Marianne Williamson: A Battle for the Soul of the Democratic Party | Opinion

A TV commercial frequently on the air now shows a couple backing their car out of a driveway, their children in the backseat. As they approach the end of the driveway, we see a large truck driving past; a signal in the car causes the driver to apply his brakes in time to avoid it. The man and wife then look at each other with shock and profound relief that they were saved from crashing into the truck and possibly killing their kids.

That's pretty much what just happened in America.

But that's also where the analogy ends. For in the case of American politics, the truck didn't just happen to be there like some random fluke. Rather it—or he, however we wish to describe the threat—was a manifestation of societal dysfunction that's almost inevitable when so many people are left in chronically desperate economic and social situations. Donald Trump did not create those situations; those situations created Donald Trump. And if the Biden administration reflexively falls back into the institutionalized patterns of soft injustice that produced the dysfunction to begin with, rather than springing forward into fundamental disruptions of those patterns, then the next truck could be even bigger. There's also a distinct possibility that, next time, no signal could save the car from crashing into that truck.

Joe Biden's win is not a healing; it's a reprieve. Now, not later, is the time to make that very clear both to ourselves and to him. The Democratic Party has no basis for self-congratulations at this point. When your opponent is a neo-fascist who has more in common with Mussolini than with Lincoln and has supervised the death of almost a quarter-million Americans, yet all you can do is beat him by a razor-thin margin, that is not a sign that things are going well. It's a sign that some merciful force to be greatly praised came through at the last minute and saved you.

Biden will be surrounded now by a same old same old crowd of Clinton and Obama operatives gleefully dancing in the hallways at being back in the building. They'll also be joined by a new gang of establishment Democrats chomping at the bit as they await their day in the neo-liberal sun.

But Joe, this is a time to be very, very careful. I know they'll tell you to toe the corporatist line and make John Kasich happy. I know they'll tell you not to worry, that we can blame Mitch McConnell for the fact that it's simply not possible to bring Bernie Sanders or Elizabeth Warren into the administration. I know you'll be tempted to sideline progressives going forward in the same way you sidelined us during the campaign. Some of the people surrounding you will even argue you won without the help of progressives anyway. But please hear me, Joe. No, you did not.

Joe Biden and Kamala Harris
Joe Biden speaks while flanked by Kamala Harris on November 5 in Wilmington, Delaware. Drew Angerer/Getty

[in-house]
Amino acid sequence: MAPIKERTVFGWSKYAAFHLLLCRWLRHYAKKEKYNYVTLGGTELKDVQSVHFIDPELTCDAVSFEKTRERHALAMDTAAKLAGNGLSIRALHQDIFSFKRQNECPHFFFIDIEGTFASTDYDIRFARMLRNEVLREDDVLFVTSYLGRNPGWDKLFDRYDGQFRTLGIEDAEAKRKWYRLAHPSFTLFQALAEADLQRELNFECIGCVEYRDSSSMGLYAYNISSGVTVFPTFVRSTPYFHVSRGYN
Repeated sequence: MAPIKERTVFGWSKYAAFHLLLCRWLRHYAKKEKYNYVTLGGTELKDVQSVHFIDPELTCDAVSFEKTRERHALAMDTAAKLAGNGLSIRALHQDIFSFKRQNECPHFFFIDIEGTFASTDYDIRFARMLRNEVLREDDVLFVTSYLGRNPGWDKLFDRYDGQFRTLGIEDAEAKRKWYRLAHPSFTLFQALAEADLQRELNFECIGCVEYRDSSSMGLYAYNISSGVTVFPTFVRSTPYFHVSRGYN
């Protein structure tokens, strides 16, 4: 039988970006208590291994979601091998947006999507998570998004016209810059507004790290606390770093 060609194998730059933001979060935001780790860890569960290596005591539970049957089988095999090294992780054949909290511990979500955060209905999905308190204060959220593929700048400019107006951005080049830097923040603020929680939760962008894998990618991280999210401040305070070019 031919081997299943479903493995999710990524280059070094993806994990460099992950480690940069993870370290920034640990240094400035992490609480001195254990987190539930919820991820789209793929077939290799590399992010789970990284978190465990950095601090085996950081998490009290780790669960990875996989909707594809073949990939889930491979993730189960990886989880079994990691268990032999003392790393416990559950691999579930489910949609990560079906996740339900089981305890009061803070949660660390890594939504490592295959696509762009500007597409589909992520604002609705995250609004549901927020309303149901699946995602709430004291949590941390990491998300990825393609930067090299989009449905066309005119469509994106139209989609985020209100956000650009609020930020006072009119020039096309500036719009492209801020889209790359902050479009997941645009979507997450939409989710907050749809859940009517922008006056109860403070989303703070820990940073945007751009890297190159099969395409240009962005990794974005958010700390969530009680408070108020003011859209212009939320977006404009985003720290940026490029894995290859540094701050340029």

If you simply ignore all calls for immediate direct cash relief and universal basic income going forward, as well as universal health care, serious reduction of corporate subsidies, readjustment of the tax code to demand that corporations and the very rich pay their fair share, a wealth tax, serious and immediate efforts to transition off fossil fuels, a ban on dangerous pesticides and chemical additives, real systemic change to address racial disparity in criminal sentencing, changes in police training and practices, cancellation of college loan debts, reparations for slavery and a foreign policy more in line with the moral responsibilities of a great nation—if you simply ignore those issues like they're so far out there that the only way to deal with them is to pretend they don't exist, thus enabling right-wing forces who would describe any policy that actually helps people like it's a road to a hammer and sickle—then the left will not be silent this time. Times have changed, and the progressive movement has proved itself. It has proved itself key, in fact, to your winning the White House. The neo-liberal establishment has proved itself key to getting Democrats thrown out of it to begin with.

There needs to be a strong opposition to corporatist moderates within the Democratic party, smug blowhards which they too often are, who'd now brush over the fact that in the final analysis the party has failed miserably. The election of 2020 has been a repudiation of both parties. The election of Biden has been more than anything else the rejection of a madman, and the abysmal showing of Democrats in the House and Senate races should bring with it the sober sounding of an alarm, not the self-satisfied clinking of champagne flutes.

Yes, we dodged a disaster. But more potential disasters are coming around the corner. Many mini-Trumps are lining up even now for 2022 and 2024. This is not a time to relax or go back to the conditions that paved the way for them to begin with. We need to give people more than a reality devoid of Trump. We need to give them a genuine alternative not only to his mendacity, but to the chronic despair that, under Democrats, as well as Republicans, became a feature of their daily lives.

Thankfully, we won a battle for the soul of our nation. But there are more ahead. Now a battle will rage for the soul of the Democratic Party. And well it should. It's been needing to happen for a very long time.

Marianne Williamson is a Newsweek columnist, best-selling author, political activist and spiritual thought leader. She is founder of Project Angel Food and co-founder of the Peace Alliance, and was the first candidate in the 2020 presidential primary to make reparations a pillar of her campaign. She is the author of 13 books, among them Healing the Soul of America and A Politics of Love.

The views expressed in this article are the author's own.